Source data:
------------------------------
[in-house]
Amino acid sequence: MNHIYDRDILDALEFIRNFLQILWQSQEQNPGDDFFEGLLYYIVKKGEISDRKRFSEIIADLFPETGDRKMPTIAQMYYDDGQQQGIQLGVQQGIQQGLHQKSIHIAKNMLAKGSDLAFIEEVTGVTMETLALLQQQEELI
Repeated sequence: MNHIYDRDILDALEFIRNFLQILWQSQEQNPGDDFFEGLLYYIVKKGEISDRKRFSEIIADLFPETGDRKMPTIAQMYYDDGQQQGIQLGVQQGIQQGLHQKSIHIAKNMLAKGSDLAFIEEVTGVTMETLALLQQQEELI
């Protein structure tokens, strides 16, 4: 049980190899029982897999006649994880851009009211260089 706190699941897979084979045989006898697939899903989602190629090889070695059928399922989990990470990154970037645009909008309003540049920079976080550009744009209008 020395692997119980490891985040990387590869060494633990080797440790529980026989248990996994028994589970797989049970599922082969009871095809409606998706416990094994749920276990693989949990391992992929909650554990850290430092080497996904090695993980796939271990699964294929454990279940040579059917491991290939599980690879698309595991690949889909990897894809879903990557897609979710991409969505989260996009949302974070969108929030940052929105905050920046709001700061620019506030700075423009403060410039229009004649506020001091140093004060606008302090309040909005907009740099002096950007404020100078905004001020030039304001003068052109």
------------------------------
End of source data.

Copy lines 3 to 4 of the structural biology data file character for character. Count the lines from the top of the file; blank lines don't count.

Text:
Repeated sequence: MNHIYDRDILDALEFIRNFLQILWQSQEQNPGDDFFEGLLYYIVKKGEISDRKRFSEIIADLFPETGDRKMPTIAQMYYDDGQQQGIQLGVQQGIQQGLHQKSIHIAKNMLAKGSDLAFIEEVTGVTMETLALLQQQEELI
């Protein structure tokens, strides 16, 4: 049980190899029982897999006649994880851009009211260089 706190699941897979084979045989006898697939899903989602190629090889070695059928399922989990990470990154970037645009909008309003540049920079976080550009744009209008 020395692997119980490891985040990387590869060494633990080797440790529980026989248990996994028994589970797989049970599922082969009871095809409606998706416990094994749920276990693989949990391992992929909650554990850290430092080497996904090695993980796939271990699964294929454990279940040579059917491991290939599980690879698309595991690949889909990897894809879903990557897609979710991409969505989260996009949302974070969108929030940052929105905050920046709001700061620019506030700075423009403060410039229009004649506020001091140093004060606008302090309040909005907009740099002096950007404020100078905004001020030039304001003068052109």